In her debut blog on the Huffington Post, actress Yeardley Smith (voice of Lisa Simposon on "The Simpsons") recounts her trip to Haiti to see first-hand the impact of microfinance on the lives of poor women.
In the News Archive
The Seattle Times spotlights the appointment of David Edelstein to head the Seattle-based Grameen Technology Center and Grameen Foundation's collaboration with Microsoft on expanding technology use among microfinance institutions.
Peg Ross, director of Grameen Foundation's Human Capital Center, co-authors this piece which examines organizations that work with people living at the "base of the pyramid" and the implications for human resource leaders at these companies. It first appeared in the June 2009 issue of People & Strategy magazine.
The New York Times explores debate about Kiva's lending model and points to Grameen Foundation as one of the options for supporting microfinance.
The Wall Street Journal explores how philanthropists are stretching their charitable dollars through various avenues such as Grameen Foundation's alliance with Schwab Charitable's donor-advised fund. Schwab's donors use up to 10% of the money in their charitable accounts to guarantee microloans.
The Daily Tell, a newspaper dedicated to showcasing "the better side of human nature", discusses actress Yeardley Smith's gift to Grameen Foundation and Haitian microfinance institution Fonkoze.
Grameen Foundation's Community Knowledge Worker initiative is among nine grants totalling $120 million that have been awarded by the Bill & Melinda Gates Foundation to support agriculture in developing countries. This Seattle Times article profiles the Gates Foundation's efforts to boost agriculture and support poor farmers.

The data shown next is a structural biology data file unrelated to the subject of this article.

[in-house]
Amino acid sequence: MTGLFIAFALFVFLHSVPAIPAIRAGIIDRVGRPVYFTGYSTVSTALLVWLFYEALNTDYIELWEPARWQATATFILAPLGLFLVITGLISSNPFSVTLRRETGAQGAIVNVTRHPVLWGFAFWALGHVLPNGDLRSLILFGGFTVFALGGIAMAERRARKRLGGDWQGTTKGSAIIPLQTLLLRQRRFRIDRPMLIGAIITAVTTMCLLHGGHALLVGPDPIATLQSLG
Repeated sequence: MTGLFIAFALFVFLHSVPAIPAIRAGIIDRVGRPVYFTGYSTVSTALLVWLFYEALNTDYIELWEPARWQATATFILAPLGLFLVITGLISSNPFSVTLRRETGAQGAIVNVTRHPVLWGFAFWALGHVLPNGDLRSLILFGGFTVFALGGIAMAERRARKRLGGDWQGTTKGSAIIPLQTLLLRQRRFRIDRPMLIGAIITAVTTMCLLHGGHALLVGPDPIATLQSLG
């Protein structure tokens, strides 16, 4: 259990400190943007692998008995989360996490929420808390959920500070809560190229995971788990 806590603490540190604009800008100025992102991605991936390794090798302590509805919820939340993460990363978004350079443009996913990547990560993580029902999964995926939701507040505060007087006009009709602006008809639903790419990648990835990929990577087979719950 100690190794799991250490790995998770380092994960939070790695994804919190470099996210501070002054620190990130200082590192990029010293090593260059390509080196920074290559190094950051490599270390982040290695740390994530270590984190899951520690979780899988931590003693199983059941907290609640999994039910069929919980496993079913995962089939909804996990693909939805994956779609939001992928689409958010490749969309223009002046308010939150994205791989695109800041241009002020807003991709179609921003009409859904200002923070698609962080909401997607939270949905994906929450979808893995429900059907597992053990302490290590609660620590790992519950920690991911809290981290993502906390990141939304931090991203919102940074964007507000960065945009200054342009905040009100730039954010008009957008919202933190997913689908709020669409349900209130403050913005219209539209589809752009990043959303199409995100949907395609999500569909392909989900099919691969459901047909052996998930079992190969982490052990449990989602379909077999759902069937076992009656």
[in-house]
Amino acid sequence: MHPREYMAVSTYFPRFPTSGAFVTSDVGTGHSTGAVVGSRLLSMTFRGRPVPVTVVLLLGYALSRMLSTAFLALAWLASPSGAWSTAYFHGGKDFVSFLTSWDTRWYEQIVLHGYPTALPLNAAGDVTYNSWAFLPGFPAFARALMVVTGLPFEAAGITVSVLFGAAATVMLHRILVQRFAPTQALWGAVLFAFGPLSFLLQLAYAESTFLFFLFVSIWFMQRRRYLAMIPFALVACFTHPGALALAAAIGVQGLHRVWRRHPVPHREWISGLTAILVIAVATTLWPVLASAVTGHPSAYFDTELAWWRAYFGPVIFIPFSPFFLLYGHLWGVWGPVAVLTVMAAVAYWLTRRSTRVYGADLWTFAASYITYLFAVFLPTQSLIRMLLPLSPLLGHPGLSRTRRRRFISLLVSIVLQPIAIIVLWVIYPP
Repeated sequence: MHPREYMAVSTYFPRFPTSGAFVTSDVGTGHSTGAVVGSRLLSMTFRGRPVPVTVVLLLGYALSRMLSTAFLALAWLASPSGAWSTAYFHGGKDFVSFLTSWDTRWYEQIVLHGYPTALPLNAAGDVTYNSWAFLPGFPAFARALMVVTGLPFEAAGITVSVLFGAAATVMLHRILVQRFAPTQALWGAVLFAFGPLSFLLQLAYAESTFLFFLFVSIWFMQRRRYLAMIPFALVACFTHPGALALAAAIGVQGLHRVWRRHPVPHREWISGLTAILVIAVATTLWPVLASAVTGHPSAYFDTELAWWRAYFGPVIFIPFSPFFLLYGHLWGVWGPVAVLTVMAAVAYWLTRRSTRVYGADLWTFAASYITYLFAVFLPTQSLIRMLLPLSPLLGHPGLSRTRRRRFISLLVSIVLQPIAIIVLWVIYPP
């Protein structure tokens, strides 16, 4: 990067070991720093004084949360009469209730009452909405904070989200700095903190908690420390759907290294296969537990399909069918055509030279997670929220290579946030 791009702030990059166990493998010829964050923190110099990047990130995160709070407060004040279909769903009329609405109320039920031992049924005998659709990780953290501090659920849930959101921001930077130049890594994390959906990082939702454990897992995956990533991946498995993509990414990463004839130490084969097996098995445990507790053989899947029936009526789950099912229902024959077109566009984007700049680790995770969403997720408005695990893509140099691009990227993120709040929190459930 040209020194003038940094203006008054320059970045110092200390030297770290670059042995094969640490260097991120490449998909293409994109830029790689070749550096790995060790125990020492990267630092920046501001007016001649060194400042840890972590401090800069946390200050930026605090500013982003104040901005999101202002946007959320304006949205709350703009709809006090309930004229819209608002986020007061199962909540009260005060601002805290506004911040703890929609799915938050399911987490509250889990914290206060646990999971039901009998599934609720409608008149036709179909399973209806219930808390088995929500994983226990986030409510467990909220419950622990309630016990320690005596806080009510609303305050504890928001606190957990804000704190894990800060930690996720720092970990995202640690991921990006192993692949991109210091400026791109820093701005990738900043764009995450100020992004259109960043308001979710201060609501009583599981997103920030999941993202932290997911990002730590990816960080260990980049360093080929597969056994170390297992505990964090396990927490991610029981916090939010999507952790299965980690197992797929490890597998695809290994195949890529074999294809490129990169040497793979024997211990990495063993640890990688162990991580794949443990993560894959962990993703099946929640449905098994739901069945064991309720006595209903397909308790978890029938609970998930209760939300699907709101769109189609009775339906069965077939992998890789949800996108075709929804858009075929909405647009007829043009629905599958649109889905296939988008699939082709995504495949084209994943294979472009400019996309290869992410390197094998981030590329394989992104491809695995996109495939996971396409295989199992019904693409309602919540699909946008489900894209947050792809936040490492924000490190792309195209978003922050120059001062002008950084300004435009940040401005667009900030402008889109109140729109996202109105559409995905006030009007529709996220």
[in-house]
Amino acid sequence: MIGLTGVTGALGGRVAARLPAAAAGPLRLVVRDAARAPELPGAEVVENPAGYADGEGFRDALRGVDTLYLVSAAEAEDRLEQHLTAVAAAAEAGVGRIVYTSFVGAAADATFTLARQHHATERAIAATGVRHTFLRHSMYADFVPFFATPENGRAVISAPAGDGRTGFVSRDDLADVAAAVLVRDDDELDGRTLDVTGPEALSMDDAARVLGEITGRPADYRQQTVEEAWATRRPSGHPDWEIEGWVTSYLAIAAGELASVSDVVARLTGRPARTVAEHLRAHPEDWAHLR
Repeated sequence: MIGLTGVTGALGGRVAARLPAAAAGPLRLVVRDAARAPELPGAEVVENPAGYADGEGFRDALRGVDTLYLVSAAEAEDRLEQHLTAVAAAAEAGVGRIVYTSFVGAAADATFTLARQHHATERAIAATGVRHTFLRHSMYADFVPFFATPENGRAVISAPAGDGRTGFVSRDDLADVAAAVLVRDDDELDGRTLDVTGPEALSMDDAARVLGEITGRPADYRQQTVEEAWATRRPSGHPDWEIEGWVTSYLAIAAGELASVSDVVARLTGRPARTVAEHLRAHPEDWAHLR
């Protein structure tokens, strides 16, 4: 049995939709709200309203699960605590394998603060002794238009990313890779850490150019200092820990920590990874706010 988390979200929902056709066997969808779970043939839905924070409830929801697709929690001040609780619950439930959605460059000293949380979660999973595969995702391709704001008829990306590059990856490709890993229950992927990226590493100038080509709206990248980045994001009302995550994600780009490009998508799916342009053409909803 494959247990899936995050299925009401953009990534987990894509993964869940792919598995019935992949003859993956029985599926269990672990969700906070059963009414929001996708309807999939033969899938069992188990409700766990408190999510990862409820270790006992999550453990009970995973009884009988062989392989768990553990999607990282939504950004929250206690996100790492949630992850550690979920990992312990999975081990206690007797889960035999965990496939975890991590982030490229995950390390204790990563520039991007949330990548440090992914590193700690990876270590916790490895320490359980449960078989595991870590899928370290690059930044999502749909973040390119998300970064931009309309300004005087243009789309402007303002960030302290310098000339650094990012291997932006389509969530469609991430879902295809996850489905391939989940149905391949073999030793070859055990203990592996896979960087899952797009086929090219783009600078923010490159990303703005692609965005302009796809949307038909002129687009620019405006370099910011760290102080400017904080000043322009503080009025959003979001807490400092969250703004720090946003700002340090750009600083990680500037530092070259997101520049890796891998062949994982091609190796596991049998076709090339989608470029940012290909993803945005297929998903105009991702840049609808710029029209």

In this New York Times article, Eric Cantor, director of Grameen Foundation's AppLab Uganda initiative, explains how cell phones are being used to give Ugandans health tips and information to protect their livestock and produce.
Question Box, a joint project between Grameen Foundation's AppLab and Open Mind, is giving poor Ugandans without direct access to the Internet a new way to get answers to their questions. This piece in the New York Times explores its impact.
The Economist examines Grameen Foundation's AppLab initiative as part of its special report on "telecoms in emerging markets." David Edelstein, director of GF's ICT Innovation program, and Eric Cantor, GF's ICT Innovation AppLab director, discuss how cell phones open the door to a variety of services that benefit poor people.